In the third set of informal consultations, consensus was reached on forwarding the annual report and recommendations of the KCI to the COP. Parties also agreed with the co-facilitators’ proposal that they would prepare a note capturing the main elements of views of Parties in the discussions. In the closing plenary, the SBSTA Chair noted that the final informal note reflected a compromise proposal that did not provide a strict mandate on the way forward.
Second periodic review of the long-term global goal
During the SBs the second session of the first meeting of the Structured Expert Dialogue (SED) under the second periodic review of the long-term goal under the Convention and the overall progress towards achieving it took place (the first session had been held in November 2020) It included presentations and contributions from scientists and other experts from the IPCC, International Energy Agency, GEF, World Bank, FAO, CBD, UNEP, WHO and WMO, amongst others.
An informal note contains proposed elements towards draft decision text. It welcomes the first meetings of the SED and agrees to convene the third meeting of the PR2- SED in conjunction with the SB sessions in June 2022 to allow for the consideration of contributions of Working Groups II and III to the IPCC’s sixth assessment report, due to be published in August.
Whilst the discussions were described as “constructive” in the note, there were divergences of views on some issues, including on the need to balance scientific integrity with means of implementation.
Separately, another informal note summarises discussions on matters relating to research and observation. This note also offers “possible elements” of text to be formally adopted at COP26.
Alignment of the Climate Technology Centre and Network (CTCN) review and the periodic assessment of the Technology Mechanism
During consultations on this topic Parties considered an information note prepared by the secretariat, as requested at SBI 51, on possible options, and their implications, for aligning processes pertaining to the independent review of the CTCN and the periodic assessment of the Technology Mechanism. On the basis of the discussions, the co-facilitators prepared an informal note that contains possible elements of draft conclusions on this matter.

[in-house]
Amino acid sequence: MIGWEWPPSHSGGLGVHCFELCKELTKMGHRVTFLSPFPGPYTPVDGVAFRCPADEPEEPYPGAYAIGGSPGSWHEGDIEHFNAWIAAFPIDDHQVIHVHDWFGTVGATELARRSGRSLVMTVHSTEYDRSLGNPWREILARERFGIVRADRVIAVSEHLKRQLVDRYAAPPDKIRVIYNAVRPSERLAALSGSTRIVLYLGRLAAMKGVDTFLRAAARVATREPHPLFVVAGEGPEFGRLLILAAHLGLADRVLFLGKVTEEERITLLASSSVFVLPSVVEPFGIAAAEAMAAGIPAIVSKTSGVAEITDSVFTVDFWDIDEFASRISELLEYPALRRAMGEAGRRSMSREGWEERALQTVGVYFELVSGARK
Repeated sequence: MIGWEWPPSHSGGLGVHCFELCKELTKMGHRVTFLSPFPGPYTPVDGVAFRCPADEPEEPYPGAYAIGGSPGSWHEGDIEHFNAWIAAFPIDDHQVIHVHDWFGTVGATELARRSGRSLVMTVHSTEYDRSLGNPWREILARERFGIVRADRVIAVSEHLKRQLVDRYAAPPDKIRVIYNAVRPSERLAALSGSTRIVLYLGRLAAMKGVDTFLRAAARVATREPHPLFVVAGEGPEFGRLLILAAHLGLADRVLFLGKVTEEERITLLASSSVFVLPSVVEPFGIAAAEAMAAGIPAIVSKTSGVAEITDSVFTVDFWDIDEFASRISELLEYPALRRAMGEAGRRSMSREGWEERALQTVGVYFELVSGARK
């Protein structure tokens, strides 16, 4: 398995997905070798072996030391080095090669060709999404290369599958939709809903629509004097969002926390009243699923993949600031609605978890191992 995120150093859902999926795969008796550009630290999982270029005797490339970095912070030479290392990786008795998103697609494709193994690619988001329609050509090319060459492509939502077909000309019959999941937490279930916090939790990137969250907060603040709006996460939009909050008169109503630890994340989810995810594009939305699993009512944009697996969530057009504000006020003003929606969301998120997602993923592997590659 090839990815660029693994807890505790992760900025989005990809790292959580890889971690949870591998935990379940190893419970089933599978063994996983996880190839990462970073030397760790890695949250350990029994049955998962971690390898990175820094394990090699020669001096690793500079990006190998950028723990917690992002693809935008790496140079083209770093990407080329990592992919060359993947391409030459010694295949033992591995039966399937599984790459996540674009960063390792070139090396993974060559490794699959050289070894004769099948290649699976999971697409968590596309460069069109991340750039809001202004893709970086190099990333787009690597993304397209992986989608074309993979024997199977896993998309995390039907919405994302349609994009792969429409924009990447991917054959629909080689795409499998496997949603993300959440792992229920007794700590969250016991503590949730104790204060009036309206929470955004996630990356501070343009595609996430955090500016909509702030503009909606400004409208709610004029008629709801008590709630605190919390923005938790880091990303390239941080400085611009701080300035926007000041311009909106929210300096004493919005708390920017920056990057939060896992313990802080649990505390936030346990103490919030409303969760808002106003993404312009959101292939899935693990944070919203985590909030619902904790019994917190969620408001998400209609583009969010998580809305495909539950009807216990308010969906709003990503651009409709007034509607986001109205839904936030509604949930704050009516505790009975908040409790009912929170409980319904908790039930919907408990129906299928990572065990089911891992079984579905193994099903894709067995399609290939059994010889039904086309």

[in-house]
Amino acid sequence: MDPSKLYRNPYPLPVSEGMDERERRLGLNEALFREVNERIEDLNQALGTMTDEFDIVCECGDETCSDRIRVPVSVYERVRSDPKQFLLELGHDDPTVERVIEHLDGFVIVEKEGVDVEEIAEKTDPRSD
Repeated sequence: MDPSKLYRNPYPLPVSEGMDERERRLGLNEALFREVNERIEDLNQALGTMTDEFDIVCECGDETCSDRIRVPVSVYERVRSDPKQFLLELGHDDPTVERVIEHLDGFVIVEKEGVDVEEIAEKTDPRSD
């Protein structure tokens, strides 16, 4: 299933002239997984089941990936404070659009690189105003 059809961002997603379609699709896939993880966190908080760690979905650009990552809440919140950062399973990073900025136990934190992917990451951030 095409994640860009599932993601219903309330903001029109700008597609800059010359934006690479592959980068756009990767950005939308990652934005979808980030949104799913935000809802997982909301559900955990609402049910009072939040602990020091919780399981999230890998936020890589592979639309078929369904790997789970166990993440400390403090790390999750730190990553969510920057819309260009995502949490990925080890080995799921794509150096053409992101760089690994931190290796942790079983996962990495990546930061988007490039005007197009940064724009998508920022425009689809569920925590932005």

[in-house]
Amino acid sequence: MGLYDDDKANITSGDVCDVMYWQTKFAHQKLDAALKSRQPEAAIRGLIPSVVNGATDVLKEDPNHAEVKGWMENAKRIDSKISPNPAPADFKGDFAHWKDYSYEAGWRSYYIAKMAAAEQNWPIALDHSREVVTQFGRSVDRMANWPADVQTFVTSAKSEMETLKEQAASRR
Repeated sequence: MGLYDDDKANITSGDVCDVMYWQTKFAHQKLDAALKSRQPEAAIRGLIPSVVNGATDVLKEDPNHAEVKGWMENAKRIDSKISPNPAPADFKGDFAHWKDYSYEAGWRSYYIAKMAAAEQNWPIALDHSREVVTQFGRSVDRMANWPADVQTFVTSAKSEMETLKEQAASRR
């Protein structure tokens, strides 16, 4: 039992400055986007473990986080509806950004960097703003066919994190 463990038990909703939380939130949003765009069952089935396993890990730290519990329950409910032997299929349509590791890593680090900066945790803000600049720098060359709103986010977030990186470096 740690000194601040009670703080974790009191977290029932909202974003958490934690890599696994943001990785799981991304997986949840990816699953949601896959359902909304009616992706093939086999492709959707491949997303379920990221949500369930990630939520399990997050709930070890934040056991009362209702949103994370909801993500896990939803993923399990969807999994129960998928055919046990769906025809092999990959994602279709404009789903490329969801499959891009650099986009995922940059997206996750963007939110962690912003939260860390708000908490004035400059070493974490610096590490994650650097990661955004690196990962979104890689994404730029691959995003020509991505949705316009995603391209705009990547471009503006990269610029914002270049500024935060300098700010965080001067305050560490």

The discussions indicated broad support for the option of maintaining stand-alone processes in the short term but aligning the periodicity of both processes. Parties also considered conducting the CTCN review as a component of the periodic assessment of the Technology Mechanism and the potential legal implications for the relationship UNFCCC/Paris Agreement, and COP/CMA.
Review of the Doha work programme
At COP 25 the COP requested the SBI, at its fifty-second session, to launch the review of the implementation of the Doha work programme on Article 6 of the Convention (education, training and public awareness raising), and to consider future work to enhance the implementation of Article 6 of the Convention and Article 12 of the Paris Agreement.
During the consultations, delegates reflected on an informal note prepared by the SBI chair, which captured informal consultations and expert group meetings held prior to the SBs. They also expressed views on elements of the Doha work programme that had been successful, as well as gaps and challenges that need to be addressed and opportunities for advancing the ACE work programme in the future.
Based on these discussions, the SBI Chair informal note, documents prepared for this session and written inputs, the co-facilitators prepared a note on possible elements. It also clarifies that it has not been discussed, streamlined or agreed by Parties.